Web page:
So, what is functional training? It is not just choosing compound movements over isolation – it means choosing movements that have crossover for real-world activities.

Single-Leg Strength, Hip Stability, and More

A lot of emphasis is likewise placed on single-leg strength and stability. An example given in the book is the single-leg stability ball bridge, used to develop hip extension. This can translate to improved performance when running.

See also: A Home Workout for Single Leg Strength and Jump Height

Developing the hip stability necessary to move powerfully off of one leg translates to greater running speed and lower incidence of injury. Athletes in many sports are required to jump off of one leg far more frequently than two, and it also comes in handy when switching direction. JC refers to the structure of the single-legged position as the “7-frame.”

Running is categorized here as locomotion – which is one of the “big four sports skills.” The complete list looks like this:

  • Locomotion
  • Level changes
  • Pushing and pulling
  • Rotation

Different coaches will of course take different approaches. But you’re likely to see similar ideas play out across functional training strategies.

I highly recommend checking out the IHP Fit YouTube. JC really knows his stuff! I’ll put a link in the description down below.

Why “The Big 3” Aren’t Enough

Thing is, if you train only with the three big lifts, you are missing out.

This does nothing to develop rotational strength or single-leg strength. Likewise, you won’t improve your mobility outside of fixed patterns. Or learn to coordinate movements in other ways. Those who claim that getting strong in the big three lifts will make them strong “everywhere” are kidding themselves. If strength gains worked like that, you would only need one lift and that would magically make your entire body stronger and more coordinated!

Functional training with cossack squat
Cossack squat

This is the law of specificity. Far from being an argument against functional training, it is a perfect argument for it.

My personal view on this is that training with both heavy lifts AND this type of functional movement can provide the maximum performance benefits. Build that strength and then learn to apply that strength.

What is Functional Training for the General Population

How does functional training apply to the general population?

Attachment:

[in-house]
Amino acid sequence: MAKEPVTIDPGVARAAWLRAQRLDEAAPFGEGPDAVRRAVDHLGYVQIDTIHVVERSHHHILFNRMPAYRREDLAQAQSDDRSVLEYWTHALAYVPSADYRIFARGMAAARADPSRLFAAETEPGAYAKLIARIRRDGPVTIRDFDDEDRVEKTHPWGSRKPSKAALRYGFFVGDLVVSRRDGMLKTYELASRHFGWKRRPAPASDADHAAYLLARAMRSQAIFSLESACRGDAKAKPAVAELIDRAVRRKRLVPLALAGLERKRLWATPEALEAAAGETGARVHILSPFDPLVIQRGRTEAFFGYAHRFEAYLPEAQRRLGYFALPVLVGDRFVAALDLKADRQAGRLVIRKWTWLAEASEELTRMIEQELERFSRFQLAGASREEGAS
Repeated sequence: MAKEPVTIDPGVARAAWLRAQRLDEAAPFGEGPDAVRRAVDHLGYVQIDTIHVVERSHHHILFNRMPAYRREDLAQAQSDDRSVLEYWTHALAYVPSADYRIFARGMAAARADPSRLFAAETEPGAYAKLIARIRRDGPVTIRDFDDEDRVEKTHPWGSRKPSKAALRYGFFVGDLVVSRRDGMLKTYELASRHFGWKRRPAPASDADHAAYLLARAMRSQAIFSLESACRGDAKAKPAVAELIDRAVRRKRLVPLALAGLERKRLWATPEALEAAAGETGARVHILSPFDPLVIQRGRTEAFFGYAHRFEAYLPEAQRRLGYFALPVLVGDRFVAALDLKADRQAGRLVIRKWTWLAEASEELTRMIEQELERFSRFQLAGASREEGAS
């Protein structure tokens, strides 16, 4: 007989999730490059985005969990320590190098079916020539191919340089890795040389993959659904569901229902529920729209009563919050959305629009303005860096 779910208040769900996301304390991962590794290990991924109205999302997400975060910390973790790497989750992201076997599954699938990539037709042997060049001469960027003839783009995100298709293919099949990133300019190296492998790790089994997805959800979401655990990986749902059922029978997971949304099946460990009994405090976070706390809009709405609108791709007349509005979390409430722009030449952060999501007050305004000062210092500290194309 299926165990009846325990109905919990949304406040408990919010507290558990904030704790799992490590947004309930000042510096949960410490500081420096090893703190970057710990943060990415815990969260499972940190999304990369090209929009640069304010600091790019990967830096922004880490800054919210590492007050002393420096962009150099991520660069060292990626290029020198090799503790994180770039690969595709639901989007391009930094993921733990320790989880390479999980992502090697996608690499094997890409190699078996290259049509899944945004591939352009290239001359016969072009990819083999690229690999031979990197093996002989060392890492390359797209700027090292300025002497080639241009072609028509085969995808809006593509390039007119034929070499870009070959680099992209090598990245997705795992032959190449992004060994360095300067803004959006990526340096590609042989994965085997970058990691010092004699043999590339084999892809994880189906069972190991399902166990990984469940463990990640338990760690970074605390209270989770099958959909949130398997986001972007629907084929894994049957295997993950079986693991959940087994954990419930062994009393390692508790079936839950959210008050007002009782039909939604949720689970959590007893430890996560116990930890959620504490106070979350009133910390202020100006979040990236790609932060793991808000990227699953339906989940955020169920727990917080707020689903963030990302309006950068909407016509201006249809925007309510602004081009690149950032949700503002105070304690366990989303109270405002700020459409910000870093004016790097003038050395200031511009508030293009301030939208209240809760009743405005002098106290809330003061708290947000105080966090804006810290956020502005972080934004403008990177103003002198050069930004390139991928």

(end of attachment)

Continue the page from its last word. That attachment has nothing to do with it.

If we apply the same logic, the objective is to train to support everyday activities. That doesn’t necessarily mean mimicking everyday movements precisely, though. Rather, it means developing strength, mobility, and control that can help us to perform them better.

It means being ready for anything. So that when we lift a heavy pram out of the boot while holding our baby in the other arm, we don’t do ourselves an injury. Or drop the baby.

What is functional training with kettlebells

Do you really need functional training to go about your relatively low-intensity lifestyle? What is functional training good for if you’re just an office worker?

When Functional Training Matters

Well, functional training helps me anytime I need to get up off the floor in seconds, from any position, because my daughter has run off toward the kitchen!

Functional training also benefited me recently, when I was required to carry heavy bags of cement, then heavy fence panels, from the delivery van to our house. Goblet squats and offset kettlebell farmers’ walks are anti-flexion and anti-lateral-flexion movements respectively that built my core stability so I could brace against the loads and avoid injury.

Functional training is also the perfect antidote to a mostly lethargic lifestyle. When you don’t use your body’s full range of movement, you lose mobiltiy and strength in those ranges. If your training program only works a few repetitive positions, this can lead to injury.

The Natural Method

If this sounds familiar, that’s because functional training as applied to the general populace takes a lot of cues from Georges Hébert’s Natural Method (or la méthod naturelle).

Georges spent time in the French Marines in the early 1900s but after coordinating the escape and rescue of 700+ people from disaster, he gained a renewed appreciation for the importance of athletic skill and performance. To that end, he developed a system for complete physical development, influenced by the indigenous people he observed in Africa.

He believed in being “strong to be useful” which is at the core of functional training. His ideas would go on to inspire parkour and MovNat. He’s also responsible for the military’s use of assault courses!

Georges wrote this:

“The final goal of physical education is to make strong beings. In the purely physical sense, the Natural Method promotes the qualities of organic resistance, muscularity and speed, towards being able to walk, run, jump, move on all fours, to climb, to keep balance, to throw, lift, defend yourself and to swim.

In the “virile” or energetic sense, the system consists in having sufficient energy, willpower, courage, coolness, and firmness.

In the moral sense, education, by elevating the emotions, directs or maintains the moral drive in a useful and beneficial way.